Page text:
Chapters in books and manuscripts where born out of necessity. For example, in ancient 'how-to' scripts, on topics of farming, astrology, natural sciences and the like, authors didn't expect readers to go through from start to finish. They imagined more a 'dipping in' to topics as needed: bovine husbandry, Lunar phases. life-cycles of editable fish. Chapters were like tabs, there for ease of access.

Then there was the Bible. In early renditions, the sections were not consistently divided, at all. It wasn't until the 1300s that Stephen Langton, member of the theological faculty of the Paris University, created a simple and unified system of chaptering the Bible - the one still used today.

"...the chapter has become a way of looking at the world, a way of dividing time and, therefore, of dividing experience. " The Chapter - a History by Nicholas Dames

Chapter Expectations

The Project Gutenber Adventures  of Huckleberry Finn
Huckleberry Finn

Readers, editors and publishers have certain expectations of chapters, ones that authors try to meet at least halfway. 

I liken chapters in a novel to mini-stories complete with a beginning, middle and end. There is an inciting event, something that blows things up, creates contrast and challenge, a potential solution (good, bad or temporary) and a conclusion, of sorts. Hopefully, the end hook keeps the reader turning those pages.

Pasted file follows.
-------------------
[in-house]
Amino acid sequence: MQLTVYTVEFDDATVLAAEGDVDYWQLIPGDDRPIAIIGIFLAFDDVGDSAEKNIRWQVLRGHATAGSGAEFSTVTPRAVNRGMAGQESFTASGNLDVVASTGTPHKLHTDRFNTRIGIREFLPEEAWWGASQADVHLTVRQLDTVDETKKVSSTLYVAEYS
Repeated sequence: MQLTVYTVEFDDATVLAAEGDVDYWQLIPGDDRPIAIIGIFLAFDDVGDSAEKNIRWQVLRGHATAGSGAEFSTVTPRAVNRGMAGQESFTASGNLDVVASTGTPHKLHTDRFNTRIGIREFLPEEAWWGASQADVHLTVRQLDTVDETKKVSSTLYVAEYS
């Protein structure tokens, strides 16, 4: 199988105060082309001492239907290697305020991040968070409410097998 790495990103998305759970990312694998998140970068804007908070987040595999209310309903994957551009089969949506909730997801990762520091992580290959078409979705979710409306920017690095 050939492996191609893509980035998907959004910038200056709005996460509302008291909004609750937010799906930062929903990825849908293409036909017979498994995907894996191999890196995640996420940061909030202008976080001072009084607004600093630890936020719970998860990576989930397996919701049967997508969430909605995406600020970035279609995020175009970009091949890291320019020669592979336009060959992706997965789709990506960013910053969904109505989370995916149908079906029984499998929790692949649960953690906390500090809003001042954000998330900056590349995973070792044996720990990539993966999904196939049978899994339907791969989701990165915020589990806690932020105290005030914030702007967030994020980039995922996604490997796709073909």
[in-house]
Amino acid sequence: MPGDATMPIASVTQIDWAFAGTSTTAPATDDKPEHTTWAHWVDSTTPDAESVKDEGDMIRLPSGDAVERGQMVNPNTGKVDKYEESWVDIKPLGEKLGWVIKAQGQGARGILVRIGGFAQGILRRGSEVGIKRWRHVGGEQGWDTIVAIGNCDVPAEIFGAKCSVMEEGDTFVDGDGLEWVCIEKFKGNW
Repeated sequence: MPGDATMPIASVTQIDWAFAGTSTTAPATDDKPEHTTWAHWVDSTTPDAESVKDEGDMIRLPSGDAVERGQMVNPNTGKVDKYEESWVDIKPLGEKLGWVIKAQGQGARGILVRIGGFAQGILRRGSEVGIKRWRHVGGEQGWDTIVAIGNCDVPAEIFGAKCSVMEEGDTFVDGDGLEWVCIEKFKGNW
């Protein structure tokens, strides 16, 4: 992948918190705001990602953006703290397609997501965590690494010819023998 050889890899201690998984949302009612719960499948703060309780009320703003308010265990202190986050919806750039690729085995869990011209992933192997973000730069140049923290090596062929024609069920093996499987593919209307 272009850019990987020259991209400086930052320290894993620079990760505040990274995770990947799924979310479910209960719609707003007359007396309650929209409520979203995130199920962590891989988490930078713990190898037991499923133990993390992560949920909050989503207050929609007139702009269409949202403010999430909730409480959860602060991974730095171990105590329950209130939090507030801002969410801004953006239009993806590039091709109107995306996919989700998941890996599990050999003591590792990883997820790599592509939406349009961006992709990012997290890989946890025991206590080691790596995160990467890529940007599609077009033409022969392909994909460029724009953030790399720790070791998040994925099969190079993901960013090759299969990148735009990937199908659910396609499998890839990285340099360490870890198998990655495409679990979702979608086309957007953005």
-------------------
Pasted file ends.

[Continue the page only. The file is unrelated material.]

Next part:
In Fantasy, that hook is usually a cliffhanger, or an ominous tone or maybe a huge misdirection that the protagonist can't see no matter how loudly we scream the warning.

The Elegance of Chapters

Chapter headings can be simple statements: Chapter 1, Chapter 2 and so on... or they can have titles which cue the reader as to what's coming next. ie. Harry Potter, Chapter One: The Boy Who Lived, or Twilight: 1. First Sight.

I like to use chapter headings even further to signal a point-of-view change, as in Chapter One - Marcus, Chapter Two - Ash, but more on that next week in an A.K. Wilder post.

Your thoughts on Chapters? I'd love to hear them.


* * *

Author Kim Falcconer

Kim Falconer's New YA Fantasy Series is out January 5, 2020 - Crown of Bones. (Writing asr A.K. Wilder) 

Also, check her urban fantasy  - The Blood in the Beginning - an Ava Sykes Novel and the SFF Quantum Enchantment Series

You can find Kim on TwitterFacebook and Instagram. Or pop over and throw the bones on the site.